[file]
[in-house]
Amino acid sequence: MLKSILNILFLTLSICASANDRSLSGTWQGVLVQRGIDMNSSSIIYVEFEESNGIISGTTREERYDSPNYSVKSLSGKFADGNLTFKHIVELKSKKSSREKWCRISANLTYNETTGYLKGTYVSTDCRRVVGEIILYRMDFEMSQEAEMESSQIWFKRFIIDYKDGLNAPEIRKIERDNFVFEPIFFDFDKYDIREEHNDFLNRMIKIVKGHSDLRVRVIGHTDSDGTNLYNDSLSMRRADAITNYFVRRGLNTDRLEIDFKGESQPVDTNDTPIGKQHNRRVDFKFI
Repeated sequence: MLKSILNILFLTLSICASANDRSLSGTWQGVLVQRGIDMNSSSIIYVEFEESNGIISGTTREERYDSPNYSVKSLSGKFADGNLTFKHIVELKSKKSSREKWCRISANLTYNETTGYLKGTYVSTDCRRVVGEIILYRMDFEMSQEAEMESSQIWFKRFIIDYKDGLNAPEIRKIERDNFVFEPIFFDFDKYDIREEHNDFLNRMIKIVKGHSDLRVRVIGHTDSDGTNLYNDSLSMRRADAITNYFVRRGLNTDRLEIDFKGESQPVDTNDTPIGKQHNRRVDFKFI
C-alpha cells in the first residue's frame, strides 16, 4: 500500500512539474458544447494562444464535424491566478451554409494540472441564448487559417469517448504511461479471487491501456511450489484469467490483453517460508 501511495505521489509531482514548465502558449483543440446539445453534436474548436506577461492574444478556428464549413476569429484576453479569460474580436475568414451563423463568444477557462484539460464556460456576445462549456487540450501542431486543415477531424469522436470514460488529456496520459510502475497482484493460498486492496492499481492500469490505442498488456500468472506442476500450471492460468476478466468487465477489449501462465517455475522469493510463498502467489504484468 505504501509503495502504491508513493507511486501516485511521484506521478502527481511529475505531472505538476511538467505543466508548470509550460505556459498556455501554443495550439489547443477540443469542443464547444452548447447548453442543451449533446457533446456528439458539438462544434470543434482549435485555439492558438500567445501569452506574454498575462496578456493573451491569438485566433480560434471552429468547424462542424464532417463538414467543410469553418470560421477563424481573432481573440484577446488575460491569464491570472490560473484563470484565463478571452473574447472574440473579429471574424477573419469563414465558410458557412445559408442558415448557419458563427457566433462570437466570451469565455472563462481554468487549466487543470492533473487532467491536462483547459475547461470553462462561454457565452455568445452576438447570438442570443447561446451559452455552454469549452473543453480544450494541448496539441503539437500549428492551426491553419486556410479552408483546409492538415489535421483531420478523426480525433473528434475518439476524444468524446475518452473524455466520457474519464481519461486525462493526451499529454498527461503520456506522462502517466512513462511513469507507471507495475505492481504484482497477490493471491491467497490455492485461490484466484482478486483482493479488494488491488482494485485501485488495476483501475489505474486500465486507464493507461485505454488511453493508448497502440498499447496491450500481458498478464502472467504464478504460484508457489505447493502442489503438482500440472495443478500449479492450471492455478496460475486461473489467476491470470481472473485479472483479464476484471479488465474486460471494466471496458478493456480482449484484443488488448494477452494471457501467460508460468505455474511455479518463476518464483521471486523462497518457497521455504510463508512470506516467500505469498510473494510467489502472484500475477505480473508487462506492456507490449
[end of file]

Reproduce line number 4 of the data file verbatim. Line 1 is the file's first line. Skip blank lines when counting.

C-alpha cells in the first residue's frame, strides 16, 4: 500500500512539474458544447494562444464535424491566478451554409494540472441564448487559417469517448504511461479471487491501456511450489484469467490483453517460508 501511495505521489509531482514548465502558449483543440446539445453534436474548436506577461492574444478556428464549413476569429484576453479569460474580436475568414451563423463568444477557462484539460464556460456576445462549456487540450501542431486543415477531424469522436470514460488529456496520459510502475497482484493460498486492496492499481492500469490505442498488456500468472506442476500450471492460468476478466468487465477489449501462465517455475522469493510463498502467489504484468 505504501509503495502504491508513493507511486501516485511521484506521478502527481511529475505531472505538476511538467505543466508548470509550460505556459498556455501554443495550439489547443477540443469542443464547444452548447447548453442543451449533446457533446456528439458539438462544434470543434482549435485555439492558438500567445501569452506574454498575462496578456493573451491569438485566433480560434471552429468547424462542424464532417463538414467543410469553418470560421477563424481573432481573440484577446488575460491569464491570472490560473484563470484565463478571452473574447472574440473579429471574424477573419469563414465558410458557412445559408442558415448557419458563427457566433462570437466570451469565455472563462481554468487549466487543470492533473487532467491536462483547459475547461470553462462561454457565452455568445452576438447570438442570443447561446451559452455552454469549452473543453480544450494541448496539441503539437500549428492551426491553419486556410479552408483546409492538415489535421483531420478523426480525433473528434475518439476524444468524446475518452473524455466520457474519464481519461486525462493526451499529454498527461503520456506522462502517466512513462511513469507507471507495475505492481504484482497477490493471491491467497490455492485461490484466484482478486483482493479488494488491488482494485485501485488495476483501475489505474486500465486507464493507461485505454488511453493508448497502440498499447496491450500481458498478464502472467504464478504460484508457489505447493502442489503438482500440472495443478500449479492450471492455478496460475486461473489467476491470470481472473485479472483479464476484471479488465474486460471494466471496458478493456480482449484484443488488448494477452494471457501467460508460468505455474511455479518463476518464483521471486523462497518457497521455504510463508512470506516467500505469498510473494510467489502472484500475477505480473508487462506492456507490449